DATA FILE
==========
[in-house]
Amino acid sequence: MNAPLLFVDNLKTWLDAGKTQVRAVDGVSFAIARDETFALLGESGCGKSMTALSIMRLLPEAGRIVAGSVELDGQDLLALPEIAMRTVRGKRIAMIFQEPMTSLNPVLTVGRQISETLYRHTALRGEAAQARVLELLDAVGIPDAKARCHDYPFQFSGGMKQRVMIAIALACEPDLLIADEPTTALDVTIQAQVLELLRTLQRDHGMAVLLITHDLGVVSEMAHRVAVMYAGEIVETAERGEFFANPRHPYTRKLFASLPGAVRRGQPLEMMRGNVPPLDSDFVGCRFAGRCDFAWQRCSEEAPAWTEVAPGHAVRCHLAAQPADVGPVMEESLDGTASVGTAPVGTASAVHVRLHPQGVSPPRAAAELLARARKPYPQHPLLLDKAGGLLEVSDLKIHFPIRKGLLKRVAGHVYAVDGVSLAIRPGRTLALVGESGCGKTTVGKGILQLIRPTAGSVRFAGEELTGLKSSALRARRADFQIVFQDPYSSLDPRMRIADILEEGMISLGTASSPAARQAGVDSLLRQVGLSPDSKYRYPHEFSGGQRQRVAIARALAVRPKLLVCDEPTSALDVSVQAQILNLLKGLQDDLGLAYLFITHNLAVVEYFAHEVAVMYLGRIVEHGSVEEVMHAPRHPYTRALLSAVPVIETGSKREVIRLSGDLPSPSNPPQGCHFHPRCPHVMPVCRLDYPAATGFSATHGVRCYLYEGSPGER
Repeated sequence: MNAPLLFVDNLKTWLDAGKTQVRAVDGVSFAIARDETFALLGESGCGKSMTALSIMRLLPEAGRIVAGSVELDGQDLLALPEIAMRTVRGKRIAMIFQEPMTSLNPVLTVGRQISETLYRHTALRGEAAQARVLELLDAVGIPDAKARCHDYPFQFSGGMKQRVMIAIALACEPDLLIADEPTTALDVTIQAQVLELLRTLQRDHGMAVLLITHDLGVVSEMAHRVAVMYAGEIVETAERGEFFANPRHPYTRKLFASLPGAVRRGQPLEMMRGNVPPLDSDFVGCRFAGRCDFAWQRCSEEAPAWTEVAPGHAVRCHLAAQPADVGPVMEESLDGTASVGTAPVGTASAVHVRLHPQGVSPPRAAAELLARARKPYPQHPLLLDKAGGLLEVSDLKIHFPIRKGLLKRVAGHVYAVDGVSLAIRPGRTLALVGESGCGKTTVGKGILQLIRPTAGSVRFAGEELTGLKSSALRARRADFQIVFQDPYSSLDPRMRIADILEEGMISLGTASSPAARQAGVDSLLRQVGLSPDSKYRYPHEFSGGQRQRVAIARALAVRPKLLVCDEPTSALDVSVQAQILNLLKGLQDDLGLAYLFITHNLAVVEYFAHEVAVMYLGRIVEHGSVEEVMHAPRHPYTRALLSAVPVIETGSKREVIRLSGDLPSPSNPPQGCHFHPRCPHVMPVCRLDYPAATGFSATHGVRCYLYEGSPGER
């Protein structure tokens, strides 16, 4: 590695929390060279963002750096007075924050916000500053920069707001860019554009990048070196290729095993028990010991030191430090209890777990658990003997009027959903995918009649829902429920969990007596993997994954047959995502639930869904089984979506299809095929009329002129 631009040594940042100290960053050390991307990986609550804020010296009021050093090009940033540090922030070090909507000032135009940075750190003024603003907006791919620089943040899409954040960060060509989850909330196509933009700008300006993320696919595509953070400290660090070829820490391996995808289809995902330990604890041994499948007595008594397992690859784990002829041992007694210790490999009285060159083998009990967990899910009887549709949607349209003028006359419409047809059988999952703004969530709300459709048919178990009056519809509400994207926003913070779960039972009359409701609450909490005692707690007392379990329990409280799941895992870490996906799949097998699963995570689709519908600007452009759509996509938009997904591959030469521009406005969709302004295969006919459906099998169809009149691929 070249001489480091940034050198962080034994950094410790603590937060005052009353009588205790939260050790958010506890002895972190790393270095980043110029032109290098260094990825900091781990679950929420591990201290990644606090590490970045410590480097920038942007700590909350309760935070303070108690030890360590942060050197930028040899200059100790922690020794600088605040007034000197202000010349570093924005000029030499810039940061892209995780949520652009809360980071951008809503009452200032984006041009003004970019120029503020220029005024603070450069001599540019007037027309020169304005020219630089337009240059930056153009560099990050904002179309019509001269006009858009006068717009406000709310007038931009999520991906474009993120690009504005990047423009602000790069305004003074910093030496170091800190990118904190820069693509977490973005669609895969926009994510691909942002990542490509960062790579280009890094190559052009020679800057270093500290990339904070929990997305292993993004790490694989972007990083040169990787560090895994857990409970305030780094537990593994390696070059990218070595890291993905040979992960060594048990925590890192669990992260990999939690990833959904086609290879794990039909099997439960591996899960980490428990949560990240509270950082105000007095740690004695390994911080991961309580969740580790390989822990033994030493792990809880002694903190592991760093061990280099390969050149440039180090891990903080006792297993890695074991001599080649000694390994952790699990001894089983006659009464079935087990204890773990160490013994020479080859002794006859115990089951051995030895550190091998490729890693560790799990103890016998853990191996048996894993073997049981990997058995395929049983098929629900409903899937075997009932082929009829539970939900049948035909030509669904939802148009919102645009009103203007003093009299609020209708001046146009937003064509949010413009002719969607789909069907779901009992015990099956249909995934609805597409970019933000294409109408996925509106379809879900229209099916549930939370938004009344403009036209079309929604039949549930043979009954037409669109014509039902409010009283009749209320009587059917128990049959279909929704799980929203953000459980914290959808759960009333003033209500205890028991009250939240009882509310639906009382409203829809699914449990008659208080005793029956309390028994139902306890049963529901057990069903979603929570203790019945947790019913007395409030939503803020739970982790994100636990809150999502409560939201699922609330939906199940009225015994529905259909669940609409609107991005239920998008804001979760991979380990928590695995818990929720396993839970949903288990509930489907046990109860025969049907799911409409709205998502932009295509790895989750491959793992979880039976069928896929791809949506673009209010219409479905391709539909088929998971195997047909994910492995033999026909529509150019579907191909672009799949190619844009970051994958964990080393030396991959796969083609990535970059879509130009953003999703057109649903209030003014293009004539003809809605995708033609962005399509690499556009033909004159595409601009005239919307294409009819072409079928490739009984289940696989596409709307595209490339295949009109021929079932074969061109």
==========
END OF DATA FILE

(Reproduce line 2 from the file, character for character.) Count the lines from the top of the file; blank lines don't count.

Amino acid sequence: MNAPLLFVDNLKTWLDAGKTQVRAVDGVSFAIARDETFALLGESGCGKSMTALSIMRLLPEAGRIVAGSVELDGQDLLALPEIAMRTVRGKRIAMIFQEPMTSLNPVLTVGRQISETLYRHTALRGEAAQARVLELLDAVGIPDAKARCHDYPFQFSGGMKQRVMIAIALACEPDLLIADEPTTALDVTIQAQVLELLRTLQRDHGMAVLLITHDLGVVSEMAHRVAVMYAGEIVETAERGEFFANPRHPYTRKLFASLPGAVRRGQPLEMMRGNVPPLDSDFVGCRFAGRCDFAWQRCSEEAPAWTEVAPGHAVRCHLAAQPADVGPVMEESLDGTASVGTAPVGTASAVHVRLHPQGVSPPRAAAELLARARKPYPQHPLLLDKAGGLLEVSDLKIHFPIRKGLLKRVAGHVYAVDGVSLAIRPGRTLALVGESGCGKTTVGKGILQLIRPTAGSVRFAGEELTGLKSSALRARRADFQIVFQDPYSSLDPRMRIADILEEGMISLGTASSPAARQAGVDSLLRQVGLSPDSKYRYPHEFSGGQRQRVAIARALAVRPKLLVCDEPTSALDVSVQAQILNLLKGLQDDLGLAYLFITHNLAVVEYFAHEVAVMYLGRIVEHGSVEEVMHAPRHPYTRALLSAVPVIETGSKREVIRLSGDLPSPSNPPQGCHFHPRCPHVMPVCRLDYPAATGFSATHGVRCYLYEGSPGER